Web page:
The NFL lockout appears to still be on track to meet its end this week. In fact, check out this Albert Breer of NFL.com appears to be at his most optimistic. Check out this tweet on his Twitter account:
Lawyers and staff are working into the early evening here in NYC, with the goal of having a completed draft to present to players tomorrow.
Awesome! This is fantastic. And certainly makes the timeline of this deal being finalized on Friday seem a reality. The day was not without its drama though. There were reports that some of the players named in the antitrust suit wanted special treatment. Jump over for the goods....
The reports seem to focus in on Peyton Manning, Drew Brees, Logan Mankins and Vincent Jackson. The thought was that all of these guys wanted to avoid being slapped with the franchise tag. Upon hearing this news Minnesota Vikings punter Chris Kluwe felt the need to get his idiot kicker on via Twitter:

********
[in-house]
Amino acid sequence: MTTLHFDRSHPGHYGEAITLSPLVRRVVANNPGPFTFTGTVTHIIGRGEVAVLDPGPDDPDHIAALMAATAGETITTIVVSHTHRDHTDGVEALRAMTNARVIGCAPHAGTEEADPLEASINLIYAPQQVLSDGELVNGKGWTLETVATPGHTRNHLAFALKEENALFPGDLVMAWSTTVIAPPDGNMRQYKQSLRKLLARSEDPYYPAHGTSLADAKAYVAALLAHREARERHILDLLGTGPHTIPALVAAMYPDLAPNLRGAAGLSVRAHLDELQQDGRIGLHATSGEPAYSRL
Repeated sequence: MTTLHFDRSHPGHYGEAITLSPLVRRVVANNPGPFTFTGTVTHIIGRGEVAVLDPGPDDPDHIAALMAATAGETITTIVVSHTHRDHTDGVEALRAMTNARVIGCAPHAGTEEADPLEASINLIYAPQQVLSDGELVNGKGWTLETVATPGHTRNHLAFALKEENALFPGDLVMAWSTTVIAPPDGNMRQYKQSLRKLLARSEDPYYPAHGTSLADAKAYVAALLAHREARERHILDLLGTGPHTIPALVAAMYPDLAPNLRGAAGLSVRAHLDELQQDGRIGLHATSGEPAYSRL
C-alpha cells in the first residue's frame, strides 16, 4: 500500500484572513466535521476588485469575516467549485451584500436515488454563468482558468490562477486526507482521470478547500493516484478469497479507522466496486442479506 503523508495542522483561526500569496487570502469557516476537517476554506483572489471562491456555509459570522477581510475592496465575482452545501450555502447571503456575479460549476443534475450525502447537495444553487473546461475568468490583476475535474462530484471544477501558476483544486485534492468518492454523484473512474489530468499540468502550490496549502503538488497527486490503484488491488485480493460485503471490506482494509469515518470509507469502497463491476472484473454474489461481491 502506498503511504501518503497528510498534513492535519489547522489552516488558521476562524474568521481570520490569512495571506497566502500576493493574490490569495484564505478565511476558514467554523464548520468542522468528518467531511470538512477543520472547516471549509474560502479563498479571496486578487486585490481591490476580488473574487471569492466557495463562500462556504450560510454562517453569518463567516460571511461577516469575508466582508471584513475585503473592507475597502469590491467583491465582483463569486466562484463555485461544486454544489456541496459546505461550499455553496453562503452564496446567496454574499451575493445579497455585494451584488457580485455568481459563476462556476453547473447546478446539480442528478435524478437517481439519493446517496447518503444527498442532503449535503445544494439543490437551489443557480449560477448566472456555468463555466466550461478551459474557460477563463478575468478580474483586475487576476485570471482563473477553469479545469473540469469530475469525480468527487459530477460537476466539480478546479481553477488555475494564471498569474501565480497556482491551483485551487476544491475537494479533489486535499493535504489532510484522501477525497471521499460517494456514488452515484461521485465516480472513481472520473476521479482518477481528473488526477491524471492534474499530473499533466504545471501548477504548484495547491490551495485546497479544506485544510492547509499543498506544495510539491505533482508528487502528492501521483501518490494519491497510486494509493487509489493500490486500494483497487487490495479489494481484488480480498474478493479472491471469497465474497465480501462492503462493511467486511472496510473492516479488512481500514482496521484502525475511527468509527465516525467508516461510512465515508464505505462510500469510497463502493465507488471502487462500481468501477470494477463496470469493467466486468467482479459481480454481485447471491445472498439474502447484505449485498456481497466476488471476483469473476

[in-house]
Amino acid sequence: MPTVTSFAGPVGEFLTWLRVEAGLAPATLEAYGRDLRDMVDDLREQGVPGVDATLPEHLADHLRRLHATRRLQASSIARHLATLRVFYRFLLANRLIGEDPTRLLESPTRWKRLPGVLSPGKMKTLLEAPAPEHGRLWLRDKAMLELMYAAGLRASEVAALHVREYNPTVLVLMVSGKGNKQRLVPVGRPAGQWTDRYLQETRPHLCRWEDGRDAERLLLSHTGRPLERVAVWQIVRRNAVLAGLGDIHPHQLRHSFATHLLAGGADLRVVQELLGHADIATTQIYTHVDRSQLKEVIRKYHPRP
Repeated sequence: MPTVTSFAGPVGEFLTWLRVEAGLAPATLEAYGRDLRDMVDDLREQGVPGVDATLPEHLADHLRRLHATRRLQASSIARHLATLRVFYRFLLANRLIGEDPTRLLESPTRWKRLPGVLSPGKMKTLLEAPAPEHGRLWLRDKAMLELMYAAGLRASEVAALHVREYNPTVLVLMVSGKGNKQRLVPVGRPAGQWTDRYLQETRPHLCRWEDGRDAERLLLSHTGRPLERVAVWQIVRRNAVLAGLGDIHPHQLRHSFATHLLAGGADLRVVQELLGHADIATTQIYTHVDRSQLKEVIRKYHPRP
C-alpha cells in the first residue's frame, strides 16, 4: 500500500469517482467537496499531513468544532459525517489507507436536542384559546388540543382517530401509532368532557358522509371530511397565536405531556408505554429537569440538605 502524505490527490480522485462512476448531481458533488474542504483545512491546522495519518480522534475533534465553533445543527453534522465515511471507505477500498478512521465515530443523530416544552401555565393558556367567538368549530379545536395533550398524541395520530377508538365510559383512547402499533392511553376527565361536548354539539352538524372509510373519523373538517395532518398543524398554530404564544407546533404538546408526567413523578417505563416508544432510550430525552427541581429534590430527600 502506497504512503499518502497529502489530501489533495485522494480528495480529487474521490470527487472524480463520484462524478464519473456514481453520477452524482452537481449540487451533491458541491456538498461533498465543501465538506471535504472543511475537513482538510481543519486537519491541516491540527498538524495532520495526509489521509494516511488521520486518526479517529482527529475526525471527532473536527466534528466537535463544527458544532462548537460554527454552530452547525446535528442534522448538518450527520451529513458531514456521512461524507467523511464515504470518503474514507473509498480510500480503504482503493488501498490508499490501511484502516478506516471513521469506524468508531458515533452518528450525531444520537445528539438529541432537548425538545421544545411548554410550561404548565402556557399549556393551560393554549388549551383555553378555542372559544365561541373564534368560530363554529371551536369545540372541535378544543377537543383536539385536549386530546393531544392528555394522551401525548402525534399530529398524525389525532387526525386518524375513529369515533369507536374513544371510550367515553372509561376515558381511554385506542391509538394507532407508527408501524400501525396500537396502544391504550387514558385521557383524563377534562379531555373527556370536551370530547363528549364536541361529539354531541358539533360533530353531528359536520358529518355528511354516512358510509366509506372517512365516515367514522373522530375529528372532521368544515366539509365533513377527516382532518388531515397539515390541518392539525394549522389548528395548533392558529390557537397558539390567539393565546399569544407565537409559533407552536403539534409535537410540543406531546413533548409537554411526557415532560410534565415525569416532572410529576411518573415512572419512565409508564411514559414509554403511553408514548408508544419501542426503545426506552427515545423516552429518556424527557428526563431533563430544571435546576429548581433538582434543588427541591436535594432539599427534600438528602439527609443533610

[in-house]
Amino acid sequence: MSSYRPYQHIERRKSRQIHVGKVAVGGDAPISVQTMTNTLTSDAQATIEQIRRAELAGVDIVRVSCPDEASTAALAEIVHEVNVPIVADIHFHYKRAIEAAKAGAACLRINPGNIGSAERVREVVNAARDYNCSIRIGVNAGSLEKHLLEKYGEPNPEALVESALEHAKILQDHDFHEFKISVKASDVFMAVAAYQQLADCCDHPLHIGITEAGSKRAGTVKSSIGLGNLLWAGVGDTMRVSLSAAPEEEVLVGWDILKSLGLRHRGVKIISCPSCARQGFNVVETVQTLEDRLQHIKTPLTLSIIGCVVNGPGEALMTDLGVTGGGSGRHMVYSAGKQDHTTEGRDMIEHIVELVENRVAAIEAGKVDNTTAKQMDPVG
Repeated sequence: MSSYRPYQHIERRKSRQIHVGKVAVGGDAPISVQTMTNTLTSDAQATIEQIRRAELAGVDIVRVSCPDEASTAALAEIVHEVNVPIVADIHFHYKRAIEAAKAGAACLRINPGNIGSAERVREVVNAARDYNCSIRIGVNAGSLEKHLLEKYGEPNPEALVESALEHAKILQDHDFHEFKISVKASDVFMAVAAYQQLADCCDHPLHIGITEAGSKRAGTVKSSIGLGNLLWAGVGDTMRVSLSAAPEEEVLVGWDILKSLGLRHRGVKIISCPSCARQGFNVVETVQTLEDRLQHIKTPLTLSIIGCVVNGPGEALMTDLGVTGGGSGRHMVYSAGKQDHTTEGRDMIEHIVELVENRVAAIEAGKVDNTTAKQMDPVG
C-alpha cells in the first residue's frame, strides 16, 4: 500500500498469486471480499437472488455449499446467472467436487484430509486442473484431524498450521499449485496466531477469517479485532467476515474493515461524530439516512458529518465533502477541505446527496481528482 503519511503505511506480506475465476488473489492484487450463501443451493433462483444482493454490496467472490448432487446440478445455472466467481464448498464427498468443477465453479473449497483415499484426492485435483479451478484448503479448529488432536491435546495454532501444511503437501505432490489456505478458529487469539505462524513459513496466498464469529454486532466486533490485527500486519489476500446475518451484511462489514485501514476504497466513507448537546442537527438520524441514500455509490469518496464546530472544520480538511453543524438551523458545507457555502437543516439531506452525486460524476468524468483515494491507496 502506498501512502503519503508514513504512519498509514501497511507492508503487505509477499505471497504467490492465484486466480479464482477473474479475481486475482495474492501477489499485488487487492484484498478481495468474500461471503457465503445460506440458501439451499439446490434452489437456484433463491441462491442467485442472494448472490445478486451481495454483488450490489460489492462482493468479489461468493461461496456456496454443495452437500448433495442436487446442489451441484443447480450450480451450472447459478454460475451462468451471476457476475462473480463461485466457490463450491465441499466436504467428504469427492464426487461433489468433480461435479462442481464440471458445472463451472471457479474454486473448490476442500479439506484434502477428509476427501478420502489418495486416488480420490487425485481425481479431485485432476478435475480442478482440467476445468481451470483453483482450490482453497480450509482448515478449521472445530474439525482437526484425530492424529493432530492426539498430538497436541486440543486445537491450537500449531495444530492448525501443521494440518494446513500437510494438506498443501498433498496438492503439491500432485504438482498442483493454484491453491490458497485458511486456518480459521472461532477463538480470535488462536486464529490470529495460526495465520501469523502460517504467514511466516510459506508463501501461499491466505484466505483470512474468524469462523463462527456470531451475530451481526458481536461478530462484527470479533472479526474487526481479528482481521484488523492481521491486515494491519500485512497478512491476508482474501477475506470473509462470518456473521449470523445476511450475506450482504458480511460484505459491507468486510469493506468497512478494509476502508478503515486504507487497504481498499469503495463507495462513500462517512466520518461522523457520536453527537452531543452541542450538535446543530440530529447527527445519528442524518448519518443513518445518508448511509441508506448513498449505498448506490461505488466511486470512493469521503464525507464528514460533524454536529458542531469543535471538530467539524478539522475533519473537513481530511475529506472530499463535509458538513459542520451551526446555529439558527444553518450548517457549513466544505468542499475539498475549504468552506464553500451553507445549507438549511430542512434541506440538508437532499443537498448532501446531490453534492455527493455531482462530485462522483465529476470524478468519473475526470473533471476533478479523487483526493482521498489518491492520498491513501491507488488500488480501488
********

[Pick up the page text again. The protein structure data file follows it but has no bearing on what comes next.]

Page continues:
"Sigh, and once again greed is the operative byword. 'Congrats Brees, Manning, Mankins, and Jackson for being 'that guy'. #douche bags,"
I'd have no problem with Kluwe saying this if he knew it to be true, but I think it is just as likely this was being pushed for or brought up by the lawyers and not the players. Whatever the case, it doesn't appear to be an issue as the player's don't appear set on sticking to this.
Greg Bedard's Twitter:
Heard from a source that Jackson, Manning and Brees have softened their stances privately after backlash. Unclear on Mankins.
Brees immediately went into spin control on his Twitter account Tuesday night.
"I hesitate to even dignify the false media reports with a response, but obviously they are leading people astray.
"I want no special perks. My job is to get a fair deal for all players, and I am proud to represent them all - past, present and future. All media claims about me wanting a personal reward for this deal are false. I hope you all know me better than that."
Even if these reports were true, I can't imagine any of these players holding up the process. Life would be miserable for them when they returned, and probably downright dangerous on the field.